As human beings, we are body-soul composites; the stuff of life conveys emotions and memories that can last a lifetime. What can you be doing today to show that you treasure your partner through the honoring of the memories of your life together — and forgiving and laying to rest the skeletons of the past?

How are you tracking your memories? Do you keep photographs and scrapbooks Collect recipes or newspaper clippings? Or do you collect memories of other more troubling kinds? Do you harbor grudges, regrets, and deep-rooted offenses that have, over time, built a wall between the two of you?

During Lent the Church prescribes going to confession to prepare ourselves for the Easter feast. If after reading this, you are reminded of some toxic “keepsakes” that need to be consigned to the dustbin, why not go as a family to receive the sacrament of reconciliation? Make a celebration of it – go out for a treat afterwards. You will be so glad you did!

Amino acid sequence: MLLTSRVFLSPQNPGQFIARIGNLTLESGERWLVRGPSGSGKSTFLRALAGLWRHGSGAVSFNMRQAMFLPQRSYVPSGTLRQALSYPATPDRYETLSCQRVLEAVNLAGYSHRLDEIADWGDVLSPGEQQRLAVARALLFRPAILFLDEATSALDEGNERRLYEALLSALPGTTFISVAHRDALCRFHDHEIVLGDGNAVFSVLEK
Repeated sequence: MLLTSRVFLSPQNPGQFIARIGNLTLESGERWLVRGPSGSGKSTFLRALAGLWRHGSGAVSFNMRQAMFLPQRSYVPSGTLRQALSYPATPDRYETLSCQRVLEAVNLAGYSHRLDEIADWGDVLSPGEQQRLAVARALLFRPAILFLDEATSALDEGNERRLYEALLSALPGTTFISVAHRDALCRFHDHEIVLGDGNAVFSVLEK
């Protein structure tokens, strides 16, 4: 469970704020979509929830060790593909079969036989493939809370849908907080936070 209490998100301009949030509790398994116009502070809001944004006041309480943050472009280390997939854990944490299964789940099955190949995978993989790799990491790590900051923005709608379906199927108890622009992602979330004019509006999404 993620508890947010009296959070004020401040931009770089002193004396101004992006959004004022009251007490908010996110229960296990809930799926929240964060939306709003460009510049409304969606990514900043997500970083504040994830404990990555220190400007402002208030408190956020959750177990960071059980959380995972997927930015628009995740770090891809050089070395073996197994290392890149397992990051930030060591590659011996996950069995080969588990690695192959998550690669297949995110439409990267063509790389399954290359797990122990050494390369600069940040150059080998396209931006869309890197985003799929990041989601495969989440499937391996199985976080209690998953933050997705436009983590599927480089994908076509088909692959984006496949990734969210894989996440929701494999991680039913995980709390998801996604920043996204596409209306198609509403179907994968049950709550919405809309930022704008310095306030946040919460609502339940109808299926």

Has it been a long time since you’ve been to confession? Don’t worry. The priest will be glad to help you through it.  Here is a little “cheat sheet” to help you prepare —  you can just print it out and take it with you. And know that the angels are waiting to cheer!

Day 15: Integrity

Begin with the Prayer of Abandonment.

Who is the person you trust and respect most in the world? Is it the person you married . . . and if not, why not?